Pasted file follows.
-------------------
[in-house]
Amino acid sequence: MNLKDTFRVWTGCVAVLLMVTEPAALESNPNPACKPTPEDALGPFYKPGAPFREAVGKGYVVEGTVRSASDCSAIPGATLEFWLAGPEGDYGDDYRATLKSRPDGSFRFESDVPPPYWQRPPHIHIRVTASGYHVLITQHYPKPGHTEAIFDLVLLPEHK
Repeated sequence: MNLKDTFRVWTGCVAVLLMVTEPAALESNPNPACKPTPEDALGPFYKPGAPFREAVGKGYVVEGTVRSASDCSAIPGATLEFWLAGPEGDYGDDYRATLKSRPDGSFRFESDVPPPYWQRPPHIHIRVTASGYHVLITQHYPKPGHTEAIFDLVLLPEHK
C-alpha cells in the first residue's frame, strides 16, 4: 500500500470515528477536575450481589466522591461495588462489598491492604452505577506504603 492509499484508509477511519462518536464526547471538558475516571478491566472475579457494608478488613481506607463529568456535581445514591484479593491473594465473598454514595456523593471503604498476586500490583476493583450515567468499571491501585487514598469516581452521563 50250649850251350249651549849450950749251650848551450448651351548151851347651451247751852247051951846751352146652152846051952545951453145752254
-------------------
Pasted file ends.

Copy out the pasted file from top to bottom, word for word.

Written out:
[in-house]
Amino acid sequence: MNLKDTFRVWTGCVAVLLMVTEPAALESNPNPACKPTPEDALGPFYKPGAPFREAVGKGYVVEGTVRSASDCSAIPGATLEFWLAGPEGDYGDDYRATLKSRPDGSFRFESDVPPPYWQRPPHIHIRVTASGYHVLITQHYPKPGHTEAIFDLVLLPEHK
Repeated sequence: MNLKDTFRVWTGCVAVLLMVTEPAALESNPNPACKPTPEDALGPFYKPGAPFREAVGKGYVVEGTVRSASDCSAIPGATLEFWLAGPEGDYGDDYRATLKSRPDGSFRFESDVPPPYWQRPPHIHIRVTASGYHVLITQHYPKPGHTEAIFDLVLLPEHK
C-alpha cells in the first residue's frame, strides 16, 4: 500500500470515528477536575450481589466522591461495588462489598491492604452505577506504603 492509499484508509477511519462518536464526547471538558475516571478491566472475579457494608478488613481506607463529568456535581445514591484479593491473594465473598454514595456523593471503604498476586500490583476493583450515567468499571491501585487514598469516581452521563 50250649850251350249651549849450950749251650848551450448651351548151851347651451247751852247051951846751352146652152846051952545951453145752254